Kathleen O'Toole, News Service (650) 725-1939; e-mail: firstname.lastname@example.org
MacArthur Foundation renews grant for peace and security studies
Stanford's MacArthur Consortium, a research program to develop new approaches to global peace and security, has received funding for an additional three years from the John D. and Catherine T. MacArthur Foundation. Professor David Holloway is principal investigator for the program, which includes graduate scholars and faculty of Stanford's Center for International Security and Cooperation and from two other institutions.
The grant will provide $1 million to Stanford, $992,000 to the University of Minnesota and $977,000 to the University of Wisconsin over three years.
Since its inception in 1993, the consortium has run workshops, summer institutes and teleconferenced seminars that encourage graduate students and faculty from a variety of disciplines to think creatively about the complexities of changes in security concerns. "It has helped broaden our understanding of security," Holloway said, which is "particularly important in the post-Cold War period as we move away from a focus on nuclear issues and East-West relations." Last summer's institute, for example, explored the growing role of non-governmental and international organizations in peace and security issues such as human rights violations and refugee policy. Holloway also directs Stanford's Institute for International Studies.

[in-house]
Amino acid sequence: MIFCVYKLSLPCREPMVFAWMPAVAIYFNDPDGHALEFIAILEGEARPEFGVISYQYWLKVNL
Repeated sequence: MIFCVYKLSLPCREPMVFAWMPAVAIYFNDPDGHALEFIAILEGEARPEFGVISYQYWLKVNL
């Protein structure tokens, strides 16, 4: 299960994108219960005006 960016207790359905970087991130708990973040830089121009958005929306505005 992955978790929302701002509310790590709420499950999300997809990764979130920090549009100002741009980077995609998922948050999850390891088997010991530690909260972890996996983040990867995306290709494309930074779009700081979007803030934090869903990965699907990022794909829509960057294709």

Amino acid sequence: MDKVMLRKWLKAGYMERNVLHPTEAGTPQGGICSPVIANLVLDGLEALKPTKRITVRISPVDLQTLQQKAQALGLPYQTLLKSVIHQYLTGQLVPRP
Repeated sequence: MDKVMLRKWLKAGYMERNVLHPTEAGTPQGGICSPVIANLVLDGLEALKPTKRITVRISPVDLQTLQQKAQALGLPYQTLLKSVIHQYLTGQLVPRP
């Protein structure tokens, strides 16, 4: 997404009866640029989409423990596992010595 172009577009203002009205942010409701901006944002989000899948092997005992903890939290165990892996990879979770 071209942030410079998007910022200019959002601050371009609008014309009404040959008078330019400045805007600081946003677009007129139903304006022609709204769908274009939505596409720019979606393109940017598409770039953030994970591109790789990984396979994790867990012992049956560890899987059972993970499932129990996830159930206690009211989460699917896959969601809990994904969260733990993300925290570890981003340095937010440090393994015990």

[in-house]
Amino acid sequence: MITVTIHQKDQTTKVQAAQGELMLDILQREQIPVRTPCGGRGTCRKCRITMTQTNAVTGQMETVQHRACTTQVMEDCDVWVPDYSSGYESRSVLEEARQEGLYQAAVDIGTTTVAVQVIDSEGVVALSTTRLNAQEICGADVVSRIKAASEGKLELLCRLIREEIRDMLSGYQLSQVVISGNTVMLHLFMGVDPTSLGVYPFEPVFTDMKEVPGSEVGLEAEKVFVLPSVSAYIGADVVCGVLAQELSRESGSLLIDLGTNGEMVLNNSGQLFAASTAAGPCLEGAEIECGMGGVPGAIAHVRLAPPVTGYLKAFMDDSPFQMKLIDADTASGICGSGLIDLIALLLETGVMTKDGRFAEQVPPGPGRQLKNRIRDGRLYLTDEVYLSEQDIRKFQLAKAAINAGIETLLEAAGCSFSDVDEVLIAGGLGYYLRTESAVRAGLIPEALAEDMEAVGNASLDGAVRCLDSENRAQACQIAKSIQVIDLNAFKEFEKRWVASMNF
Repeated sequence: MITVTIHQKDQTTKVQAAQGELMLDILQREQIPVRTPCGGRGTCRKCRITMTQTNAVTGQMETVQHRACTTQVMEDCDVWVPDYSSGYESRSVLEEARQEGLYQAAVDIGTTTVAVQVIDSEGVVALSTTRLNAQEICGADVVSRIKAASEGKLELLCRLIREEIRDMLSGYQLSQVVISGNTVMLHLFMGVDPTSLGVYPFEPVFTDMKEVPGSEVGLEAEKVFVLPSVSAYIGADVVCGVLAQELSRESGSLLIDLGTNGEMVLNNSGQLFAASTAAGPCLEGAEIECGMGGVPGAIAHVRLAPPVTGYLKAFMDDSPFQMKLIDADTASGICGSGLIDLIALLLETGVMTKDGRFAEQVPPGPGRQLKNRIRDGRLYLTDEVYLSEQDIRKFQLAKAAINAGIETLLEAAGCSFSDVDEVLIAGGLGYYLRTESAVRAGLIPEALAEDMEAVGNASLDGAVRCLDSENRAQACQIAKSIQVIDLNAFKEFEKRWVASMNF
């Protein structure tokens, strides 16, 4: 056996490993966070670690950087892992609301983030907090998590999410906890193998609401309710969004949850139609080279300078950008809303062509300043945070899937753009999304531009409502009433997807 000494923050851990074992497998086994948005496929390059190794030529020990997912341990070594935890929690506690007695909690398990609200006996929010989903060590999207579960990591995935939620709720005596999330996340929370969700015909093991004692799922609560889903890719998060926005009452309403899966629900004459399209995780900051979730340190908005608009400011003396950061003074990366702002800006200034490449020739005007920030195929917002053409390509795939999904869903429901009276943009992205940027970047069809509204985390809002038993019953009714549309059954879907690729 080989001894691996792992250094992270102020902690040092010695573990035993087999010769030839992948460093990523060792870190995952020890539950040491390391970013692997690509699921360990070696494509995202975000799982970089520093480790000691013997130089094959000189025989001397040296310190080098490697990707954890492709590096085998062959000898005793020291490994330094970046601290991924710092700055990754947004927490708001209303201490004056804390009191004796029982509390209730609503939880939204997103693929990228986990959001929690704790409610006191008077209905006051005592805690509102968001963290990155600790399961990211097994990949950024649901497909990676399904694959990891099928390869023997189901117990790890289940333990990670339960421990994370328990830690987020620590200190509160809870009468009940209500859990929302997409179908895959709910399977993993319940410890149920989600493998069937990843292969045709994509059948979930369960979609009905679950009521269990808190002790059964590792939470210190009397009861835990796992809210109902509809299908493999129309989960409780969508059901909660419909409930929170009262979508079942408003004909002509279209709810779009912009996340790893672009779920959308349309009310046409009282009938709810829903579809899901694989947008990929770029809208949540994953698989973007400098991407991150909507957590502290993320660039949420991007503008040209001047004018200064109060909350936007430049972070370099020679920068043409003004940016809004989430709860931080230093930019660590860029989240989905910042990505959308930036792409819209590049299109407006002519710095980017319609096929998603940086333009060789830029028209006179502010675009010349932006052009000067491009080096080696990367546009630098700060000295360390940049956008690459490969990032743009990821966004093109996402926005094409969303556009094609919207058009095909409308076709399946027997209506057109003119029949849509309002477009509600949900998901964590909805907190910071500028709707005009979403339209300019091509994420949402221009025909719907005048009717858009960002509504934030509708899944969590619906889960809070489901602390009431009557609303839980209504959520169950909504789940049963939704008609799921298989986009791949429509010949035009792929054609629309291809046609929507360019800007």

Graduate students who become MacArthur fellows say it expands the scope or methodologies used in their research. "The consortium exposed me to qualitative research," said Kiyoteru Tsutsui, a graduate student in sociology who was a 1998-99 MacArthur scholar. "It allowed me to appreciate the value of this methodology and thus provided a means of sharing my ideas with people outside my discipline." He plans to add a qualitative study to his thesis on the impact of international human rights on ethnic social movements within countries.
Stephanie Ohshita, a graduate student in civil engineering and a 1999-2000 MacArthur scholar, said the consortium has been "a tremendous opportunity to interact with other scholars in the field. It was really valuable and provided insight into the research process."
Together, the three universities have been able to support "a new generation of scholars and professionals in a field undergoing fundamental change," said Kennette Benedict, MacArthur Foundation program director. "Faculty and administrators have provided a forum for exploring new approaches and interdisciplinary projects on global security and sustainability, and by doing so, have stimulated a redefinition and relocation of peace and security studies in research and training programs."